This was an application by Fenchurch Trust Limited ('Fenchurch') for the rectification of a deed of retirement and appointment of trustee of the Hawtry Discretionary Trust (the 'Settlement').
Lindmar Trust Company ('Lindmar') were the original trustee of the Settlement whose proper law was English. Lindmar was a Guernsey company. The Settlor wished to utilise the power under the settlement to change the trustee to Fenchurch but by mistake the deed of retirement and appointment was expressed as if the Settlor and Lindmar were co-trustees and would remain as such when Fenchurch was appointed. The error was not realised until the Settlor indicated that she wished Fenchurch to retire in favour of VTL Trust Limited. The reason why rectification was sought was because having the Settlor as a trustee may have had adverse tax consequences in the UK.
The Court had jurisdiction pursuant to Articles 5(b) and (d) of the Trusts (Jersey) Law 1984 because Fenchurch was a Jersey company and carried on the administration of the Settlement in Jersey.
Test For Rectification
The test for rectification is well established as follows:
- the Court has to be satisfied by sufficient evidence that a genuine mistake has been made to the extend that the document does not carry out the true intention of the parties;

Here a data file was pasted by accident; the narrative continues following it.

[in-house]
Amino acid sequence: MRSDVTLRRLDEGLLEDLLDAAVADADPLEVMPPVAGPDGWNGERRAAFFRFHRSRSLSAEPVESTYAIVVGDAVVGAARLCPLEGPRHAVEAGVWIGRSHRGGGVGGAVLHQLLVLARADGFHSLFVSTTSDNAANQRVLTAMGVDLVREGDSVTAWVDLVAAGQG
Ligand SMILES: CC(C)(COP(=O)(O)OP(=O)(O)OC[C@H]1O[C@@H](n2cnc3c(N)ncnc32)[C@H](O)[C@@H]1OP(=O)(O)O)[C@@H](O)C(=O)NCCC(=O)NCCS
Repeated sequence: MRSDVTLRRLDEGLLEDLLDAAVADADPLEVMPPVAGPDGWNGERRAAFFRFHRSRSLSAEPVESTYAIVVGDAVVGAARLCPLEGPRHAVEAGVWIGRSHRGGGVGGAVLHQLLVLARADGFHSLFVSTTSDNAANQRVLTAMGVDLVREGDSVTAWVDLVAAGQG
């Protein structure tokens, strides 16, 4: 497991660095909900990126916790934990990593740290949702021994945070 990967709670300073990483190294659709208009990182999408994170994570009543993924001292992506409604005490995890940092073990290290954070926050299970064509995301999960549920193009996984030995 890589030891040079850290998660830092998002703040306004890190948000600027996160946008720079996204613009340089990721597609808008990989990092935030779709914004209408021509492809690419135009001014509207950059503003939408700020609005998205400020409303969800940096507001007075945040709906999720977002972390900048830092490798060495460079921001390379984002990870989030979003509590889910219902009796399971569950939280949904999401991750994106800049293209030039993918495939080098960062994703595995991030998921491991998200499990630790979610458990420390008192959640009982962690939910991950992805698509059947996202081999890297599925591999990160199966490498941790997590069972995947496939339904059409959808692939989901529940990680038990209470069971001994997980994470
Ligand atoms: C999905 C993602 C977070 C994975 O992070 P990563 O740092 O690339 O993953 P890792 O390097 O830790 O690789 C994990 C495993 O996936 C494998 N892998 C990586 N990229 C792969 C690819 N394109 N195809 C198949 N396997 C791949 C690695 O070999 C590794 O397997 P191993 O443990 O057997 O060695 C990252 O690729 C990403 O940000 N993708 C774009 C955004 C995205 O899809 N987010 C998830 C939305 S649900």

- there has to be full and frank disclosure; and
- there has to be no other practical remedy.
The remedy of rectification remains a discretionary remedy. In this case the Court was satisfied by the evidence that the deed as executed did not carry out the true intention of the parties; that there had been full and frank disclosure; and that there was no other practical remedy.
The Court was satisfied that, in its discretion, it should grant the remedy of rectification, with effect from the date of the deed. The Court noted that "very properly" Fenchurch and the original trustee had agreed not to seek payment of their costs out of the trust fund.
Even though in this case the order sought was granted, the success of an application for rectification depends on the quality of the evidence that is able to be provided to the court. Trustees need to be able to show through substantive evidence that the 3 requirements for rectification are satisfied for an application to be successful.
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